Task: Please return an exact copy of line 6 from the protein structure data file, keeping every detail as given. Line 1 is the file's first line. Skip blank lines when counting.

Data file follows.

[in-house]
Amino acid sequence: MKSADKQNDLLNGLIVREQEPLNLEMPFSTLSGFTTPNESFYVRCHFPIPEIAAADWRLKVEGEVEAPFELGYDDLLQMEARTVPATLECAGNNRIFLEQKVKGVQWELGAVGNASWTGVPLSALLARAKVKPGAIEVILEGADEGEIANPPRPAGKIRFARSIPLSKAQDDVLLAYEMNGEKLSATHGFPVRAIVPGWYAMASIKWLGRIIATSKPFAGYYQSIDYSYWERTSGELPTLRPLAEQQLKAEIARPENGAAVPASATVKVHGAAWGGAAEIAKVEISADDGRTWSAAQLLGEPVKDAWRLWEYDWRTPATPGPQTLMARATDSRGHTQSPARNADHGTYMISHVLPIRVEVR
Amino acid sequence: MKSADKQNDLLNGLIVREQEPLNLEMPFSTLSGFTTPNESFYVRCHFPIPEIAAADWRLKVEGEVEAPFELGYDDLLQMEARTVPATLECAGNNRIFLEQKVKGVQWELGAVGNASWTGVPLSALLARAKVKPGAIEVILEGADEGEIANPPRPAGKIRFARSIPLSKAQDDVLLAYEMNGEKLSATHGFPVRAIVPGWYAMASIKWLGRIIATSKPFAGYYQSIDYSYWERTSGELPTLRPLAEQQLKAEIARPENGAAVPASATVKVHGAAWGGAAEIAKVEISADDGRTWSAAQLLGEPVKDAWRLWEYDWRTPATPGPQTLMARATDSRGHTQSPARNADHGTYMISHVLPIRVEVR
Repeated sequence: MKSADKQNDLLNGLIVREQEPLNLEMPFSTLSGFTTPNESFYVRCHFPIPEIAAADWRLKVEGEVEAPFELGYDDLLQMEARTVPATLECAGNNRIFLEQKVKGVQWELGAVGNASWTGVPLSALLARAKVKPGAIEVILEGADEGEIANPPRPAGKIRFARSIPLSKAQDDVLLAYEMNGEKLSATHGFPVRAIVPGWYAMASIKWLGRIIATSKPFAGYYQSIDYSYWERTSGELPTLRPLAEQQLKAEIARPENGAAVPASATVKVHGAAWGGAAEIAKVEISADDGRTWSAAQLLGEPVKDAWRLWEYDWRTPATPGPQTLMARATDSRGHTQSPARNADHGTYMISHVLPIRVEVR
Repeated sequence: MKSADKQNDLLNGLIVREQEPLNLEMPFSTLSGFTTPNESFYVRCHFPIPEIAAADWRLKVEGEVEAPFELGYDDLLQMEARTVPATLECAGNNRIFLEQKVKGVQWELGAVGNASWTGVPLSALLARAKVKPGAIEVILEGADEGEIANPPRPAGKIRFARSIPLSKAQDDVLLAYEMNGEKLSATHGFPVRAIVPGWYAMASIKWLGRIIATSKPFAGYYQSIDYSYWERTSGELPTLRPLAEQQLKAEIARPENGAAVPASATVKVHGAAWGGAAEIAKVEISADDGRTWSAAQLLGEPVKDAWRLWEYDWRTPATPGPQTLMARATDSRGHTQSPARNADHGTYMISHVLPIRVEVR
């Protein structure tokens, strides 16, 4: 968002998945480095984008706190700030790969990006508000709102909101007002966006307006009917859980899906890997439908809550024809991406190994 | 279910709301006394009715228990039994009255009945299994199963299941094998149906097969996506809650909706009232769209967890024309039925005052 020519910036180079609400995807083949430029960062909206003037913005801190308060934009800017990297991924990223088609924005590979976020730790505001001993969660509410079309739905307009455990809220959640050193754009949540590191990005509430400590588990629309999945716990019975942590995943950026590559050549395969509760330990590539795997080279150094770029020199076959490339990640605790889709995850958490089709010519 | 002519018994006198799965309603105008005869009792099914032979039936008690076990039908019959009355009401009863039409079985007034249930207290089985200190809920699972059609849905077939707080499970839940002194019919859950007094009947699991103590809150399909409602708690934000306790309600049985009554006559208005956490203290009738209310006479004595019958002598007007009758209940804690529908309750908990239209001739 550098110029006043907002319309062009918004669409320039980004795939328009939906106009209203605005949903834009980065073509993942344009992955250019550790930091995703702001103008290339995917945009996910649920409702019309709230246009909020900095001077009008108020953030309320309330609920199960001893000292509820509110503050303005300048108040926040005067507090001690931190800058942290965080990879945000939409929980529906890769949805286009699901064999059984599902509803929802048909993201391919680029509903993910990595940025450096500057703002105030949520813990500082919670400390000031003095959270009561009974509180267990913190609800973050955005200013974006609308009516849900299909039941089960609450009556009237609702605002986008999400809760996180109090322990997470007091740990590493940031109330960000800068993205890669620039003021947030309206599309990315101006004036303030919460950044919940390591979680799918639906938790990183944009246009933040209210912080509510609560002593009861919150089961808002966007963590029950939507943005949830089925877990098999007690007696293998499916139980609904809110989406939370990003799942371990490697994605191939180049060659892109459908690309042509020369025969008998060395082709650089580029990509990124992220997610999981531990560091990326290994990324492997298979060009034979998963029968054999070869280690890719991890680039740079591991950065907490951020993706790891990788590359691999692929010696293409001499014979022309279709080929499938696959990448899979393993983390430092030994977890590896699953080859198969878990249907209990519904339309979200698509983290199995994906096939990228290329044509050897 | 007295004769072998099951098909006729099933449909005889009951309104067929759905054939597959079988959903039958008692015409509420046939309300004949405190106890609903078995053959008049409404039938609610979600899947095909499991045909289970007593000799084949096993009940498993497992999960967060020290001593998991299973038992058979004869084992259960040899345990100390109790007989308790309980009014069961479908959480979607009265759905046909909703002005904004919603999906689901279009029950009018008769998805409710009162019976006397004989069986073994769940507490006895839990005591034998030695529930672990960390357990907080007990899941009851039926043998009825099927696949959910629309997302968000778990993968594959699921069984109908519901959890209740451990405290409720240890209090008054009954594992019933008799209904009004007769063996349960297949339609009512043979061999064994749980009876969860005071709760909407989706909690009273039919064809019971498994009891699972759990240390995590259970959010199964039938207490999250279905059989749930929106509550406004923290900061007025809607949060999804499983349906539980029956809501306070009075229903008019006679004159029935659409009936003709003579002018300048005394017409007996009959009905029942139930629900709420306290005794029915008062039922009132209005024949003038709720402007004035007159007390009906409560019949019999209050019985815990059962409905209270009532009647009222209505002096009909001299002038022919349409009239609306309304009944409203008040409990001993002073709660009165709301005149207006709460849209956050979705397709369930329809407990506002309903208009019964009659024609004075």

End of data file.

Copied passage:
């Protein structure tokens, strides 16, 4: 968002998945480095984008706190700030790969990006508000709102909101007002966006307006009917859980899906890997439908809550024809991406190994 | 279910709301006394009715228990039994009255009945299994199963299941094998149906097969996506809650909706009232769209967890024309039925005052 020519910036180079609400995807083949430029960062909206003037913005801190308060934009800017990297991924990223088609924005590979976020730790505001001993969660509410079309739905307009455990809220959640050193754009949540590191990005509430400590588990629309999945716990019975942590995943950026590559050549395969509760330990590539795997080279150094770029020199076959490339990640605790889709995850958490089709010519 | 002519018994006198799965309603105008005869009792099914032979039936008690076990039908019959009355009401009863039409079985007034249930207290089985200190809920699972059609849905077939707080499970839940002194019919859950007094009947699991103590809150399909409602708690934000306790309600049985009554006559208005956490203290009738209310006479004595019958002598007007009758209940804690529908309750908990239209001739 550098110029006043907002319309062009918004669409320039980004795939328009939906106009209203605005949903834009980065073509993942344009992955250019550790930091995703702001103008290339995917945009996910649920409702019309709230246009909020900095001077009008108020953030309320309330609920199960001893000292509820509110503050303005300048108040926040005067507090001690931190800058942290965080990879945000939409929980529906890769949805286009699901064999059984599902509803929802048909993201391919680029509903993910990595940025450096500057703002105030949520813990500082919670400390000031003095959270009561009974509180267990913190609800973050955005200013974006609308009516849900299909039941089960609450009556009237609702605002986008999400809760996180109090322990997470007091740990590493940031109330960000800068993205890669620039003021947030309206599309990315101006004036303030919460950044919940390591979680799918639906938790990183944009246009933040209210912080509510609560002593009861919150089961808002966007963590029950939507943005949830089925877990098999007690007696293998499916139980609904809110989406939370990003799942371990490697994605191939180049060659892109459908690309042509020369025969008998060395082709650089580029990509990124992220997610999981531990560091990326290994990324492997298979060009034979998963029968054999070869280690890719991890680039740079591991950065907490951020993706790891990788590359691999692929010696293409001499014979022309279709080929499938696959990448899979393993983390430092030994977890590896699953080859198969878990249907209990519904339309979200698509983290199995994906096939990228290329044509050897 | 007295004769072998099951098909006729099933449909005889009951309104067929759905054939597959079988959903039958008692015409509420046939309300004949405190106890609903078995053959008049409404039938609610979600899947095909499991045909289970007593000799084949096993009940498993497992999960967060020290001593998991299973038992058979004869084992259960040899345990100390109790007989308790309980009014069961479908959480979607009265759905046909909703002005904004919603999906689901279009029950009018008769998805409710009162019976006397004989069986073994769940507490006895839990005591034998030695529930672990960390357990907080007990899941009851039926043998009825099927696949959910629309997302968000778990993968594959699921069984109908519901959890209740451990405290409720240890209090008054009954594992019933008799209904009004007769063996349960297949339609009512043979061999064994749980009876969860005071709760909407989706909690009273039919064809019971498994009891699972759990240390995590259970959010199964039938207490999250279905059989749930929106509550406004923290900061007025809607949060999804499983349906539980029956809501306070009075229903008019006679004159029935659409009936003709003579002018300048005394017409007996009959009905029942139930629900709420306290005794029915008062039922009132209005024949003038709720402007004035007159007390009906409560019949019999209050019985815990059962409905209270009532009647009222209505002096009909001299002038022919349409009239609306309304009944409203008040409990001993002073709660009165709301005149207006709460849209956050979705397709369930329809407990506002309903208009019964009659024609004075």